You know how you can plug your Apple Pencil into the Lightining Port of your iPad Pro to charge it?
Wouldn’t it be great it you could charge your iPhone the same way?
That’s the dream on the table (ish) with the PowerMe, a new dongle that can charge any Lightning or microUSB device from any other microUSB smartphone or tablet.
So no, the PowerMe won’t let you charge an iPhone from an iPad. But if you have a Galaxy tablet, or a Nexus 7, or any other gadget that has a microUSB port?
You can use that as your de facto USB battery pack. How awesome is that?
PowerMe is currently trying to raise funds on Indiegogo to make the product a reality. But this doesn’t appear to be a far-off bet: for just $9, you can pre-order a PowerMe with a January delivery right now.
The accessory will be available in white, gray, green, blue red and orange. Order it here.
Just before the weekend, a man was arrested after wildly waving around a samurai sword at Apple’s flagship retail location in New York City. According to ABC7NY, a suspect named Hsu Chien walked into the Apple retail store late on Friday afternoon and headed straight for the store’s iconic winding glass staircase, all the while brandishing a sword.
Next, to the horror of nearby shoppers, Chien began screaming and waving the sword around wildly. Some witnesses later told news outlets that Chien, in the midst of his screaming tirade, at one point demanded an iPhone. Other witnesses, meanwhile, relayed that Chien at one point was counting loudly, leading some in the store to briefly think that he might have a bomb.
Eventually, the harrowing ordeal was brought to an end once Apple security personnel climbed up the stairs whereupon they managed to subdue Chien and hand him over to the police for questioning. Subsequent reports have indicated that Chien, following his arrest, was taken to a psychiatric hospital for evaluation. Thankfully, no one was hurt during the entire ordeal.
A portions of the incident were captured on tape and can be seen in the news segment below.
A photo taken by Twitter user Keith Davis gives us an up-close shot of Chien being arrested while also providing us with a much closer look at the sword he was brandishing about.
Chien is reportedly being charged with criminal possession of a weapon and menacing.
Apple on Friday reminded developers that the annual iTunes Connect winter downtime is fast approaching, with this year's shutdown scheduled for Dec. 22 through Dec. 29.
A post on Apple's developer website, first spotted by MacStories, urges app makers to submit new apps and app updates now as they will be unable to do so during the week-long closure. Apple usually schedules the downtime around the holidays.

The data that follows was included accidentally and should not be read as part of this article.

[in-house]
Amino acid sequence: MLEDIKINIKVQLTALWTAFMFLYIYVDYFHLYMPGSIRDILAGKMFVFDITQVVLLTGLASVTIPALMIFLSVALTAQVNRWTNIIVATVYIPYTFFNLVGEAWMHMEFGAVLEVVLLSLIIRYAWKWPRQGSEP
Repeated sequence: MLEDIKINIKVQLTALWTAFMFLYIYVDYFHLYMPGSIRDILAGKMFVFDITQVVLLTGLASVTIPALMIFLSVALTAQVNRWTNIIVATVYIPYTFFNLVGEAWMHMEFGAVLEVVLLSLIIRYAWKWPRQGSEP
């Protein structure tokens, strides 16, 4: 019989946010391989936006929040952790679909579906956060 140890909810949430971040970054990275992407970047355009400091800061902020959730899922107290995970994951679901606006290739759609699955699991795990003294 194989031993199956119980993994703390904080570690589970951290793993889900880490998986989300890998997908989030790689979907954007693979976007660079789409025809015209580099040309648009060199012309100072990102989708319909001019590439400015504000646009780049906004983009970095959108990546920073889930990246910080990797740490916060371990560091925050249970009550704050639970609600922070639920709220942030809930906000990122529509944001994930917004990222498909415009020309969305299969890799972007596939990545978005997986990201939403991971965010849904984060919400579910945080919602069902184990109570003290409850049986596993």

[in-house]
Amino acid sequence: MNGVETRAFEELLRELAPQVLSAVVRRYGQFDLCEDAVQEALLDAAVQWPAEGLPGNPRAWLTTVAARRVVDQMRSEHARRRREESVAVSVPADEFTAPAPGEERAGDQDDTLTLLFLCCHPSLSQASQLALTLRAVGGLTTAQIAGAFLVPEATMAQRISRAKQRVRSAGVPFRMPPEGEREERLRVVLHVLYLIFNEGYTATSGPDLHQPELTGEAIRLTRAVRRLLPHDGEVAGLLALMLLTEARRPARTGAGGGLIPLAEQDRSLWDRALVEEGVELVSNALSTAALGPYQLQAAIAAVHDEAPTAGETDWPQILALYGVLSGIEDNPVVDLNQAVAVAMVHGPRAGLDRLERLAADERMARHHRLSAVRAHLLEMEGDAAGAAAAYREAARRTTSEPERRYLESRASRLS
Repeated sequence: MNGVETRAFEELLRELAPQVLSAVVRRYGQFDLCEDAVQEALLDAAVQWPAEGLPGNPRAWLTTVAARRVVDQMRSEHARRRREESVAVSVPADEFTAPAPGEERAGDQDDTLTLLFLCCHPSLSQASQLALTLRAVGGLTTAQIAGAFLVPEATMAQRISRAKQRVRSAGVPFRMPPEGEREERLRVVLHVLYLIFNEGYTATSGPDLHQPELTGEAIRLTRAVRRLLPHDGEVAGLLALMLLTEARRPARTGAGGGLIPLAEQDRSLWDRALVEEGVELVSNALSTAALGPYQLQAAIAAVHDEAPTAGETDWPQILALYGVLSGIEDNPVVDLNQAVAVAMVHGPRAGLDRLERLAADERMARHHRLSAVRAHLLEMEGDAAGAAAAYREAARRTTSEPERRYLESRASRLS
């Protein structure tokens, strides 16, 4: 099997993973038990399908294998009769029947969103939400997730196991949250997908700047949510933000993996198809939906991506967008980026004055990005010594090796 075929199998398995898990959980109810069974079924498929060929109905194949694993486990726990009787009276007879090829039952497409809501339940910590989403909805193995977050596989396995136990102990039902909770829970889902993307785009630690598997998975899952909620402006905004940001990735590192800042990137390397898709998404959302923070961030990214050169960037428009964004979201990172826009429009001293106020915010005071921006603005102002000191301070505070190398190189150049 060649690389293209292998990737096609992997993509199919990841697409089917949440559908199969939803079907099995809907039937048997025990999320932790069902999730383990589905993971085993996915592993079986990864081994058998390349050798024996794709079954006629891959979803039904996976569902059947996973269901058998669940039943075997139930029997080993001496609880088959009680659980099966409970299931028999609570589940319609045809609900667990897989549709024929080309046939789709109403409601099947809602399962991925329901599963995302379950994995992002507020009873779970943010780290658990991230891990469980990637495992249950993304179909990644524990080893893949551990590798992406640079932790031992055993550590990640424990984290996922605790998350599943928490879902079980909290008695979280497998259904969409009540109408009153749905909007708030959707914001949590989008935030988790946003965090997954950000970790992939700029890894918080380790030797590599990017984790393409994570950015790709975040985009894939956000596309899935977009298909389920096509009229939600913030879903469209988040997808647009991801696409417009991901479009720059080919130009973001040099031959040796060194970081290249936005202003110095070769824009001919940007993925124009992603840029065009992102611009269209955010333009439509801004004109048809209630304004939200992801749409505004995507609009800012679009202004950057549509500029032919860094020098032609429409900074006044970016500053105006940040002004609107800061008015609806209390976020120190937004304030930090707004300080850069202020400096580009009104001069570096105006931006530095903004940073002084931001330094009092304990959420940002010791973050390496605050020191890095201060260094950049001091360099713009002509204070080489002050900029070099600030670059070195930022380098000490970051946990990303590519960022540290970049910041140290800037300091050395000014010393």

The busiest season on the App Store is almost here. Make sure your apps are up-to-date and ready for the winter holidays. New apps and app updates will not be accepted December 22-29, so any releases should be submitted, approved, and scheduled in advance. Other iTunes Connect functionality will remain available.
The company also thanked developers for helping App Store reach a milestone 100 billion cumulative downloads. Transacting customers jumped 18 percent year over year to drive a 25 percent increase in App Store revenue.
iTunes Connect is an online tool to help developers manage apps, updates, pricing, and App Store assets. Apple updated iTunes Connect in September with a revamped user interface and new features, including an option that lets developers set a launch date for app releases pending review.
Apple came out unscathed from a legal battle involving digital rights management IP owned by ContentGuard, a subsidiary of non-practicing entity Pendrell Corp. that sued the iPhone maker for infringing on five patents.
The jury handed down its decision in the U.S. District Court for the Eastern District of Texas on Friday, finding Apple not in infringement of five DRM-related patents owned by ContentGuard, reports Reuters. While not responsible for damages, Apple was not able to prove the patents-in-suit invalid.
Apple was accused of illegally applying patented DRM technologies to its digital content distribution services, including music, movies and TV shows sold through iTunes and e-books marketed in iBooks. The Cupertino, Calif., company denied those claims.
Today's decision comes after ContentGuard first asserted its clutch of patents in a fishing expedition against big tech industry players in 2013, including Amazon, Samsung, BlackBerry, Motorola and HTC, among others. Google and its online music, movie and eBook storefronts were added to the list of defendants in 2014, according to Law360.